An Absolutely Remarkable Thing by Hank Green
Published by Dutton on September 25, 2018
Genres: Contemporary, Fiction, Science Fiction, Young Adult
Length: 343 pages Source: Target
Goodreads • Amazon • Barnes & Noble • Book Depository • IndieBound
The Carls just appeared. Coming home from work at three a.m., twenty-three-year-old April May stumbles across a giant sculpture. Delighted by its appearance and craftsmanship--like a ten-foot-tall Transformer wearing a suit of samurai armor--April and her friend Andy make a video with it, which Andy uploads to YouTube. The next day April wakes up to a viral video and a new life. News quickly spreads that there are Carls in dozens of cities around the world--everywhere from Beijing to Buenos Aires--and April, as their first documentarian, finds herself at the center of an intense international media spotlight.
Now April has to deal with the pressure on her relationships, her identity, and her safety that this new position brings, all while being on the front lines of the quest to find out not just what the Carls are, but what they want from us.
An Absolutely Remarkable Thing is a story about an alien invasion, a girl who become unexpected famous overnight, and why it’s super dangerous to be a rash person. On some levels, I thought this book was fantastic. On others, I didn’t like it. But the overall takeaway I want people to have from An Absolutely Remarkable Thing is that it’s an absolutely remarkable book.
Starting with the things… okay thing I didn’t like: April May. I couldn’t relate to April at all. This doesn’t have anything to do with how she is written as a character or Hank’s choice in personality traits being flat or ANYTHING like that. I didn’t like April May because we didn’t click, and that’s all. She’s a well-rounded character with a lot of faults. A lot of faults. She’s a disgruntled young adult who is working a job she hates who blows up with fame completely unexpectedly and handles it badly. But she’s still smart with loyal friends. I think that many – most, even – reader will fall right into line April.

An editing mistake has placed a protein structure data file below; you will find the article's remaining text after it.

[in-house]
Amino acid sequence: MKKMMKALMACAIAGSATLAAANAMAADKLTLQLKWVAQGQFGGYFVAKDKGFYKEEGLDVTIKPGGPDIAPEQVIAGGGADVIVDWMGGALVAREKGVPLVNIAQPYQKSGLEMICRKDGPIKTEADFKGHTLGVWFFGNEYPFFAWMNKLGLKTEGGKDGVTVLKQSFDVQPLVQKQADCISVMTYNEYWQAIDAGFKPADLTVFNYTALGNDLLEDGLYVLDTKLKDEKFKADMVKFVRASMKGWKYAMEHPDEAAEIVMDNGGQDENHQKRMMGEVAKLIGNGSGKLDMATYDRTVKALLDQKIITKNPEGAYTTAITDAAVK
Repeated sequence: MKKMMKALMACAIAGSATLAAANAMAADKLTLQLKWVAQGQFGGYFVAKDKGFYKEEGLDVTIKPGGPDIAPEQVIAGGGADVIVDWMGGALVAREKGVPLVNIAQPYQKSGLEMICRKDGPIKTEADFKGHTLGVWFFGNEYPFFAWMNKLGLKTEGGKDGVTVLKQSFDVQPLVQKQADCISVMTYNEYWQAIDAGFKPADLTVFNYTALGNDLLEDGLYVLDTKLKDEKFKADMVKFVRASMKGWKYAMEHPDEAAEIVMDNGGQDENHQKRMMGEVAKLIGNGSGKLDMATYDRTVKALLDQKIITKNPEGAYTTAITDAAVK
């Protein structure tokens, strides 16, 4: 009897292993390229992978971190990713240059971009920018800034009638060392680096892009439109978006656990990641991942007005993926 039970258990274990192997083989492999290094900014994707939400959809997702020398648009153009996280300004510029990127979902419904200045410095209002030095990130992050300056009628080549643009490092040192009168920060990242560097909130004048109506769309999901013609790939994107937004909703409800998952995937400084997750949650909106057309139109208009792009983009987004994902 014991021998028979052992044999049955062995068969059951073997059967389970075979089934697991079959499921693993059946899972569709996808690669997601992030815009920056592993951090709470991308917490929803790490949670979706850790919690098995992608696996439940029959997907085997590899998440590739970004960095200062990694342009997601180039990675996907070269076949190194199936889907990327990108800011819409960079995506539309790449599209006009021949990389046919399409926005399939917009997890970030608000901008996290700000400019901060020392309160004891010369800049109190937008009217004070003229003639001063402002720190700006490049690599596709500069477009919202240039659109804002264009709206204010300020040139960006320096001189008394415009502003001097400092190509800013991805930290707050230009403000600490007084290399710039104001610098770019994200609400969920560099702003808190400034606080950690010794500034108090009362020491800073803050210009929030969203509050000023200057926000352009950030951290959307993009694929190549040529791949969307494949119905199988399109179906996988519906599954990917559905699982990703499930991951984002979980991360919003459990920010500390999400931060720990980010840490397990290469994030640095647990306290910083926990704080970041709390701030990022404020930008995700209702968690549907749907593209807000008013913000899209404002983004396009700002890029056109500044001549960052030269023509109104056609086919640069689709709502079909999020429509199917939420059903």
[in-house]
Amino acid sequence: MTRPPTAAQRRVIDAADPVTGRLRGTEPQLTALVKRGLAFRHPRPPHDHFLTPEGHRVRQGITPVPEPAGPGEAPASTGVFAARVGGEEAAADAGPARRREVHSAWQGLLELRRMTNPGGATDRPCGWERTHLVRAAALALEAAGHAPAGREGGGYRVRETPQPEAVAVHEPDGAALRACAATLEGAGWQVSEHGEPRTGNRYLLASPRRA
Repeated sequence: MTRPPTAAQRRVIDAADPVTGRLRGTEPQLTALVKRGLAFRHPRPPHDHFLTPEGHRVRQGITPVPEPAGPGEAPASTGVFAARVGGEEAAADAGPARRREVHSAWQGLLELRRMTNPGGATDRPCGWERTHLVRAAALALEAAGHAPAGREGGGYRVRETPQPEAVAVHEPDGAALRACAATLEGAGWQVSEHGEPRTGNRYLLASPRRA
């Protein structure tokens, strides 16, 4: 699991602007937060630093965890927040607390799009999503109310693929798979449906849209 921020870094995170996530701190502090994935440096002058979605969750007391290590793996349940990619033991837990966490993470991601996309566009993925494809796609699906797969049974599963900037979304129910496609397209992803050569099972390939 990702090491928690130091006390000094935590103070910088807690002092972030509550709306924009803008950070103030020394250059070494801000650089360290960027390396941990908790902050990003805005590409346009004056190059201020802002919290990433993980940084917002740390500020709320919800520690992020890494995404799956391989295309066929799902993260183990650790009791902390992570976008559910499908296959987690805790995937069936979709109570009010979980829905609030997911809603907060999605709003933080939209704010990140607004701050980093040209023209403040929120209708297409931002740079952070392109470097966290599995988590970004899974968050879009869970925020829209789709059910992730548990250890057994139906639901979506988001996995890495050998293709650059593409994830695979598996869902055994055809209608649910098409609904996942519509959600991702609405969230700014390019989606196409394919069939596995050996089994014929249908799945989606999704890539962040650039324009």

Even though I didn’t love April, I adored the supporting characters. I would have loved to see this story from Maya’s point of view. Or Miranda’s! I think Hank Green did well going with a character who made YouTube videos and was a Twitter personality as his main character, because that’s where Hank found his fame as well (although somewhat less dramatically and I imagine it took a lot more work). I loved how there didn’t seem to be any token characters, or characters that were there just to be a romantic interest. Everyone had a purpose, and it was wonderful.
The plot was fantastic. The first half of the book was mostly about the mysterious appearance of the Carls and April’s rise to fame. If I’m being honest, the first half of the book was a struggle for me. The pacing felt very slow and I was bored. There were times where I’d flip through the remaining pages and try to decide if I was going to DNF it or not, which I don’t think I’ve ever done with a book over a 4 star average rating.
Fortunately, the second half of the book saved it for me. I loved the Dream. The cooperative environment and the puzzle solving is a lot of fun – this particular section of the book reminded of everything I loved from Ready Player One. I was excited to see characters who I thought had disappeared coming back into the story. This is where I really would have liked to see Maya’s POV, because April did so little within the Dream itself. She had other concerns, of course, like the ongoing debate about the intention of the Carls. This part of the book picked up running and took me along with it. Second half of the book? Loved it.
An Absolutely Remarkable Thing is the type of book that is begging for a sequel. There’s so much we don’t know, so much left to earn about the oncoming invasion. I’ll definitely be reading the second book, because this one went from nothing to everything for me. It’s such a strong debut, and doubly good if you enjoy April’s voice.
An Absolutely Remarkable Thing stays on the shelf
Early on in the book, I was debating about whether or not I was going to keep this or give it to my brother (who I think would really enjoy it). This choice was made doubly hard because it’s a signed copy (although no Hankler Fish, alas). I think if the story had continued much the way it did in the beginning, I would have given it to him, signed or not. BUT THE END. The last half was fantastic and now I have so many question. I’ll be keeping this book and looking for more.